In 1977 rock band Fleetwood Mac’s keyboardist Christine McVie sang, “Don’t stop thinking about tomorrow . . . yesterday’s gone . . . don’t you look back.” Christine was in the aftermath of a divorce and urging herself to focus on the future. That attitude may also have made her a good stock market investor.
The market tries to anticipate the future. At this time of the year, it prices companies based on their outlook for 2019—not so much on how they did last year. As a result, looking at trailing P/E (Price-to-Earnings) ratios can lead unsuspecting investors astray. More important are forward-looking P/E ratios.
Consider some of the food stocks that we regularly review on The Back Page. Their trailing P/E ratios are excessive. Their forward P/E ratios, however, may be a bit high, but these two stocks still deserve our ‘hold’ rating.
Scallops are main revenue contributor
Seafood preparation and packaging company Clearwater Seafoods (TSX—CLR) is thought to have earned 22 cents a share in 2018. Based on this estimate, its trailing P/E ratio is an excessive 24.8 times. This year, the company’s earnings are expected to climb by 18.2 per cent, to 26 cents a share. Based on this estimate, its forward P/E ratio is a better, but still hefty, P/E ratio of 21 times.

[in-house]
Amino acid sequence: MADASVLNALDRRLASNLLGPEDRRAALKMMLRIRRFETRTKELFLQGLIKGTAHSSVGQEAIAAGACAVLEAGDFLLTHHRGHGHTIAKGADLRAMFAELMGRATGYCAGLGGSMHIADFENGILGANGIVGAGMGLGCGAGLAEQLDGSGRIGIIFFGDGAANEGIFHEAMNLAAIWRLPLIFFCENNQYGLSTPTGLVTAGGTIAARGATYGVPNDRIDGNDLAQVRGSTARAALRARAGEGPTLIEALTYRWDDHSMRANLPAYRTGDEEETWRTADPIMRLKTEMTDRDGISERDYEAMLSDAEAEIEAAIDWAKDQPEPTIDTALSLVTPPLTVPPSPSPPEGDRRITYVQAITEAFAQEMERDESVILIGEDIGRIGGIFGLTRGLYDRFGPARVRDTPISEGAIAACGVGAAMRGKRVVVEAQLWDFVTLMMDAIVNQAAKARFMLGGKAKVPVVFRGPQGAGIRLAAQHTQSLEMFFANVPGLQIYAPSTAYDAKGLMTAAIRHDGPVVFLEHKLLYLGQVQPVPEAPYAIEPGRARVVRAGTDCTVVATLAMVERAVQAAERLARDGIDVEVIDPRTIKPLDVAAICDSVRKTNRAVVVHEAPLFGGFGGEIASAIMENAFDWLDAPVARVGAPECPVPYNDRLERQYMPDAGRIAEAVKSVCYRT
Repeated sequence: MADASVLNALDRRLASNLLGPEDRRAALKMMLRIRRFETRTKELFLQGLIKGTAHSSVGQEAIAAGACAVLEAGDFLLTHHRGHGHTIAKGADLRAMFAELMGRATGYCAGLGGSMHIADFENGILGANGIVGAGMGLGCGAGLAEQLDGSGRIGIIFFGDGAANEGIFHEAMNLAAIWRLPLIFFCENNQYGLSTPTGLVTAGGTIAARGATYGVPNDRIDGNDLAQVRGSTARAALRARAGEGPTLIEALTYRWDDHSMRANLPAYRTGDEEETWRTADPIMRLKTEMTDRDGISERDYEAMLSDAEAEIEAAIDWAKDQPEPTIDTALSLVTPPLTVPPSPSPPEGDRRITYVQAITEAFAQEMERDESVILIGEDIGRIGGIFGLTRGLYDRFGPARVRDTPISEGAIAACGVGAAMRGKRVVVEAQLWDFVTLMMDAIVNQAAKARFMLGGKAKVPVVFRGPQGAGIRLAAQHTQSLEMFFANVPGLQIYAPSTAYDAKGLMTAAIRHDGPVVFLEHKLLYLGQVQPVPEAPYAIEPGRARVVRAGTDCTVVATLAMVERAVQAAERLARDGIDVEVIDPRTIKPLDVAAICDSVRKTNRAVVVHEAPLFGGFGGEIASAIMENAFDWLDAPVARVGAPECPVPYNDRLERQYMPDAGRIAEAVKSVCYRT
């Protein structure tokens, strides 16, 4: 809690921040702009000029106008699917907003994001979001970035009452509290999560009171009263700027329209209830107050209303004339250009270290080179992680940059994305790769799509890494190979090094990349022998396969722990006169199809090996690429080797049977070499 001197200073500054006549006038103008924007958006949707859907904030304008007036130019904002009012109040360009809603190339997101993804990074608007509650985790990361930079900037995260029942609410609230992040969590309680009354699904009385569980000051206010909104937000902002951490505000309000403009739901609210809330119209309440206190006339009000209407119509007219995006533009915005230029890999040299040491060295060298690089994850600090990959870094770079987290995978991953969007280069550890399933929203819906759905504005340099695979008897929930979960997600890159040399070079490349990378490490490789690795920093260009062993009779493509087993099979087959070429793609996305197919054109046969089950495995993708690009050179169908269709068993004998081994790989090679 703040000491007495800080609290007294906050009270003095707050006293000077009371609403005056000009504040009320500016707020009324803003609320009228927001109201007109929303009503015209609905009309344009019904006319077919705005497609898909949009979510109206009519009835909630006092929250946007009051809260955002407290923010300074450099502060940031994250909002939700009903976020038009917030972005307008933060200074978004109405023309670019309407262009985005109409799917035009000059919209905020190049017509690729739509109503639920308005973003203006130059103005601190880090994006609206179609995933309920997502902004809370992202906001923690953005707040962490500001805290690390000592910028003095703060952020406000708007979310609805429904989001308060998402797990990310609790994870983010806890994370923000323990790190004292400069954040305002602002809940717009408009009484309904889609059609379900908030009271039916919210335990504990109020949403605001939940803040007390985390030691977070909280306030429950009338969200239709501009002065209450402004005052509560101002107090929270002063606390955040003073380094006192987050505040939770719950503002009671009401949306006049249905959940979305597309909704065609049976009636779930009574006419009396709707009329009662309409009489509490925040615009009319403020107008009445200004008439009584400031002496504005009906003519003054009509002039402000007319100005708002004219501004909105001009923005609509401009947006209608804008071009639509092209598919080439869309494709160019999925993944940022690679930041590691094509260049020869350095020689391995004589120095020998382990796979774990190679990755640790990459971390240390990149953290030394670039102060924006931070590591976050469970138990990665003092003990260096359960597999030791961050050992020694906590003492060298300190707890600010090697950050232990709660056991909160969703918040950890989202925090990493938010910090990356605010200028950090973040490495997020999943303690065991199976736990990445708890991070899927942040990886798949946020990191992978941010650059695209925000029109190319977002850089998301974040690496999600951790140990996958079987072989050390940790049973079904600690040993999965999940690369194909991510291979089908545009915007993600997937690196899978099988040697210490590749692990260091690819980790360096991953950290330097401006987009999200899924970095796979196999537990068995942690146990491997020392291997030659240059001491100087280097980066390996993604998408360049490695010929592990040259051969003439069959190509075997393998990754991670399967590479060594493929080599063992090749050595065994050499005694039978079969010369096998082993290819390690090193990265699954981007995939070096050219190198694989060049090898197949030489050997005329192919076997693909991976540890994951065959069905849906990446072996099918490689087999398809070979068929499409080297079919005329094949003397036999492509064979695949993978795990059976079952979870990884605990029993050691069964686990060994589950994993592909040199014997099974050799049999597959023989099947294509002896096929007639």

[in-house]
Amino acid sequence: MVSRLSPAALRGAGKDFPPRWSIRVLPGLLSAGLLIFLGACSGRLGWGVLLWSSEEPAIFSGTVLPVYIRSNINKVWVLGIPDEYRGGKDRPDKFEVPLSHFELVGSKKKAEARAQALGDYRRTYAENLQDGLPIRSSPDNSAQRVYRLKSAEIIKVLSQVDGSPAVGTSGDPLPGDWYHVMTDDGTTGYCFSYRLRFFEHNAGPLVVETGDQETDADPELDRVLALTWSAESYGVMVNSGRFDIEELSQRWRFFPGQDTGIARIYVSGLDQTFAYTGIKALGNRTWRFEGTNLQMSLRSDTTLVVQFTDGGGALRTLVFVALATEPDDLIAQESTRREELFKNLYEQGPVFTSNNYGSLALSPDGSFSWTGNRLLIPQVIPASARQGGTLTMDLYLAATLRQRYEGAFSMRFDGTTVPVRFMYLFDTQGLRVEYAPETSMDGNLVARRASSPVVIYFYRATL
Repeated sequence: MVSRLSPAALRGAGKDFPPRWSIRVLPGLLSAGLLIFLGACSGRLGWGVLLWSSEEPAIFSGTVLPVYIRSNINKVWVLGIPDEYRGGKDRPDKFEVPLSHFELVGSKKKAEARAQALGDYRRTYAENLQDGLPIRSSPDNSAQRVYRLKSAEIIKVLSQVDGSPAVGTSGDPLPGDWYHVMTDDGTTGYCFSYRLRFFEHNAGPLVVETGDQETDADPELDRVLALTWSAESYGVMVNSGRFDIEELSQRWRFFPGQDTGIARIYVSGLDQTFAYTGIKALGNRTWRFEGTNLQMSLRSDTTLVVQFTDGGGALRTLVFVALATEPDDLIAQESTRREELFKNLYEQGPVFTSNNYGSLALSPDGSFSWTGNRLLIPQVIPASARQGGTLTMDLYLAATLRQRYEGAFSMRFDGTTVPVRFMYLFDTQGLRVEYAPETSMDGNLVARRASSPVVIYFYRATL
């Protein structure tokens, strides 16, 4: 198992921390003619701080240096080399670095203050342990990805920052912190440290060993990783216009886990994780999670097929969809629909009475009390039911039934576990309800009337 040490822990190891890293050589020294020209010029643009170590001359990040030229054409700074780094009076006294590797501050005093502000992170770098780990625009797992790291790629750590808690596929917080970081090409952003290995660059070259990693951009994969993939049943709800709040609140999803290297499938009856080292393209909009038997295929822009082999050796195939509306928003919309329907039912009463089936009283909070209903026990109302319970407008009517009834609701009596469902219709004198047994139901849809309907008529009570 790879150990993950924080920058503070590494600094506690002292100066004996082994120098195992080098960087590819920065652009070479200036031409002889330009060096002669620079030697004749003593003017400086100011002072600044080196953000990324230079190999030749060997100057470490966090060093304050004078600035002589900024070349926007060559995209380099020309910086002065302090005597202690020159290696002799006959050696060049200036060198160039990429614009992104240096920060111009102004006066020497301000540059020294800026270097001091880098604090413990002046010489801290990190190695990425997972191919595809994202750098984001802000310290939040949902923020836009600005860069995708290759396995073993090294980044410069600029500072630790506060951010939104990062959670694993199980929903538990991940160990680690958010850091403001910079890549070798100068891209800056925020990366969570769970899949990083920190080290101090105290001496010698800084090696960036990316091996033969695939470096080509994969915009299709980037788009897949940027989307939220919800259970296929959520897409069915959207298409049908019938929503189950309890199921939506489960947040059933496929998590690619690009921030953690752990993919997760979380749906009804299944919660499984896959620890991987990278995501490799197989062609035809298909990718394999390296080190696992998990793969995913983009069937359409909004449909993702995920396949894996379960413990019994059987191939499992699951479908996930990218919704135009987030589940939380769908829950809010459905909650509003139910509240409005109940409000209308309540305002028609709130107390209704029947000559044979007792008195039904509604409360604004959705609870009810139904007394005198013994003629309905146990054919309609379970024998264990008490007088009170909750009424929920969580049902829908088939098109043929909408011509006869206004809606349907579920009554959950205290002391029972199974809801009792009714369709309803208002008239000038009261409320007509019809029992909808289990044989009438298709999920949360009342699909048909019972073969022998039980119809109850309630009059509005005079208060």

One drawback with Clearwater is its debt burden. Subtract cash of $26 million from total debt of $472 million and its net debt is $446 million. Divide this by its cash flow of $60 million over the latest four quarters and its net debt-to-cash-flow ratio is 7.4 times. That’s far above our standard comfort zone of two times or less. Bedford, Nova Scotia-based Clearwater remains a hold.
Specialty foods contribute two thirds of revenue
Frozen specialty-food manufacturer Premium Brands Holdings (TSX—PBH) is thought to have earned $3.36 a share in 2018. This gives the stock an excessive trailing P/E ratio of 23.3 times. This year, the company’s earnings are expected to advance by almost 35 per cent, to $4.53 a share. Based on this estimate, the shares trade at a better forward P/E ratio of 17.3 times.
Premium’s net debt-to-cash-flow ratio is a high 7.6 times. This cuts its financial flexibility.
Since we published our August 24, 2018 issue, Premium’s shares have plunged by nearly 21 per cent—much more than the market. This gives the shares negative price momentum. That means that the shares could fall further. Richmond, British Columbia-based Premium remains a hold.
This is an edited version of an article that was originally published for subscribers in the January 25, 2019, issue of The Investment Reporter. You can profit from the award-winning advice subscribers receive regularly in The Investment Reporter.
The Investment Reporter, MPL Communications Inc.
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